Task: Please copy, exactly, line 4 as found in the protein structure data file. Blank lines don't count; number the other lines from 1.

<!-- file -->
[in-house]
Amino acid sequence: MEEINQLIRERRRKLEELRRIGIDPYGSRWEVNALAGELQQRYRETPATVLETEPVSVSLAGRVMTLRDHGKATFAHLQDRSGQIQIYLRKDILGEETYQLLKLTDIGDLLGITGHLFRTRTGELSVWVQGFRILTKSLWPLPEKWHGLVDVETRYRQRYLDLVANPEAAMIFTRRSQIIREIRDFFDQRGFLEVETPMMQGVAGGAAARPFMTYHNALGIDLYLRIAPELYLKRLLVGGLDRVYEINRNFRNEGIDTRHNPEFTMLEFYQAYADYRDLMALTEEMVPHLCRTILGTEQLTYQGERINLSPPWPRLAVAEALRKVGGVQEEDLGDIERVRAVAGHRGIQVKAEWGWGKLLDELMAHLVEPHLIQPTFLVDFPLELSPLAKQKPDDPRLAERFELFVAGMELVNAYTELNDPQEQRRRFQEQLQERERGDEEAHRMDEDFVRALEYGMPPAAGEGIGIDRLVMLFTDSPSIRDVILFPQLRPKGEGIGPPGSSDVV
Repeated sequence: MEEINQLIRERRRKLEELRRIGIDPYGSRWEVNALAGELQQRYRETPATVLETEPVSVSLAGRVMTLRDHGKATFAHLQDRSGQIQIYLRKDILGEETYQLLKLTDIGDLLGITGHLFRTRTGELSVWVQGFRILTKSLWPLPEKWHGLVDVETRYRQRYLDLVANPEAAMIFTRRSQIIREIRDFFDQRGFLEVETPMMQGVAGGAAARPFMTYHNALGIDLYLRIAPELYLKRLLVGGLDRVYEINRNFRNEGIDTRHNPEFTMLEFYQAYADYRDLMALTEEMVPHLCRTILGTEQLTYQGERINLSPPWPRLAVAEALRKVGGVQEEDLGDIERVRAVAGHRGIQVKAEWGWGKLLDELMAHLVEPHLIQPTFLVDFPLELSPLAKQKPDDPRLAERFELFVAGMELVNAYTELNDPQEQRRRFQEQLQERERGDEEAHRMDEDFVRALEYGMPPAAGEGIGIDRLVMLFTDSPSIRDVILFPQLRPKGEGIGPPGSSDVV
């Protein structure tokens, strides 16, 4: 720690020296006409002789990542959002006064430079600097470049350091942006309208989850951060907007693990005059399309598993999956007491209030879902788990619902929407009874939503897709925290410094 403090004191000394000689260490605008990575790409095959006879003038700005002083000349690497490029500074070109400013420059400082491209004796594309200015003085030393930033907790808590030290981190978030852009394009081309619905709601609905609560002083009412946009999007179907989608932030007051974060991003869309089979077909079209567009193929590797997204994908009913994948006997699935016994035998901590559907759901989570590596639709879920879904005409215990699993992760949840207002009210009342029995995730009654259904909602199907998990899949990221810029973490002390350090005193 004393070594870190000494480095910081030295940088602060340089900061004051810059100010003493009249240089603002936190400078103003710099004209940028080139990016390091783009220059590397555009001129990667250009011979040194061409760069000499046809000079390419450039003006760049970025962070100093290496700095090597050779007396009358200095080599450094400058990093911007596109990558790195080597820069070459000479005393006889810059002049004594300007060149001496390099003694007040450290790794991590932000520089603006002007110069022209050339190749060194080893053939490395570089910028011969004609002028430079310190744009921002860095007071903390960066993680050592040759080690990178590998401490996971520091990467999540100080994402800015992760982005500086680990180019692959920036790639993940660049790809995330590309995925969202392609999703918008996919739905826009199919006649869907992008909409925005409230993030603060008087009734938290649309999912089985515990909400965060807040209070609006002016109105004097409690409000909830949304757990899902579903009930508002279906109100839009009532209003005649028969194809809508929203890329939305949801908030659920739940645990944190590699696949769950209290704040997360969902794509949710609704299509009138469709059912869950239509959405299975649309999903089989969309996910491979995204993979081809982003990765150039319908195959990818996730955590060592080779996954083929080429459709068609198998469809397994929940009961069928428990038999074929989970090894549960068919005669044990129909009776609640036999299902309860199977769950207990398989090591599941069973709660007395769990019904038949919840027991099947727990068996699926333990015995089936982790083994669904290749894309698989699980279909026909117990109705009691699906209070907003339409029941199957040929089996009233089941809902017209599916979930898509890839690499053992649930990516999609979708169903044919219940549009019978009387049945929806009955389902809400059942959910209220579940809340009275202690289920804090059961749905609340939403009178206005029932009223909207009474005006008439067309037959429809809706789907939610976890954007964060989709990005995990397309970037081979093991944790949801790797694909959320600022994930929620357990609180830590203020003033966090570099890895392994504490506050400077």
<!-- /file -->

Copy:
């Protein structure tokens, strides 16, 4: 720690020296006409002789990542959002006064430079600097470049350091942006309208989850951060907007693990005059399309598993999956007491209030879902788990619902929407009874939503897709925290410094 403090004191000394000689260490605008990575790409095959006879003038700005002083000349690497490029500074070109400013420059400082491209004796594309200015003085030393930033907790808590030290981190978030852009394009081309619905709601609905609560002083009412946009999007179907989608932030007051974060991003869309089979077909079209567009193929590797997204994908009913994948006997699935016994035998901590559907759901989570590596639709879920879904005409215990699993992760949840207002009210009342029995995730009654259904909602199907998990899949990221810029973490002390350090005193 004393070594870190000494480095910081030295940088602060340089900061004051810059100010003493009249240089603002936190400078103003710099004209940028080139990016390091783009220059590397555009001129990667250009011979040194061409760069000499046809000079390419450039003006760049970025962070100093290496700095090597050779007396009358200095080599450094400058990093911007596109990558790195080597820069070459000479005393006889810059002049004594300007060149001496390099003694007040450290790794991590932000520089603006002007110069022209050339190749060194080893053939490395570089910028011969004609002028430079310190744009921002860095007071903390960066993680050592040759080690990178590998401490996971520091990467999540100080994402800015992760982005500086680990180019692959920036790639993940660049790809995330590309995925969202392609999703918008996919739905826009199919006649869907992008909409925005409230993030603060008087009734938290649309999912089985515990909400965060807040209070609006002016109105004097409690409000909830949304757990899902579903009930508002279906109100839009009532209003005649028969194809809508929203890329939305949801908030659920739940645990944190590699696949769950209290704040997360969902794509949710609704299509009138469709059912869950239509959405299975649309999903089989969309996910491979995204993979081809982003990765150039319908195959990818996730955590060592080779996954083929080429459709068609198998469809397994929940009961069928428990038999074929989970090894549960068919005669044990129909009776609640036999299902309860199977769950207990398989090591599941069973709660007395769990019904038949919840027991099947727990068996699926333990015995089936982790083994669904290749894309698989699980279909026909117990109705009691699906209070907003339409029941199957040929089996009233089941809902017209599916979930898509890839690499053992649930990516999609979708169903044919219940549009019978009387049945929806009955389902809400059942959910209220579940809340009275202690289920804090059961749905609340939403009178206005029932009223909207009474005006008439067309037959429809809706789907939610976890954007964060989709990005995990397309970037081979093991944790949801790797694909959320600022994930929620357990609180830590203020003033966090570099890895392994504490506050400077």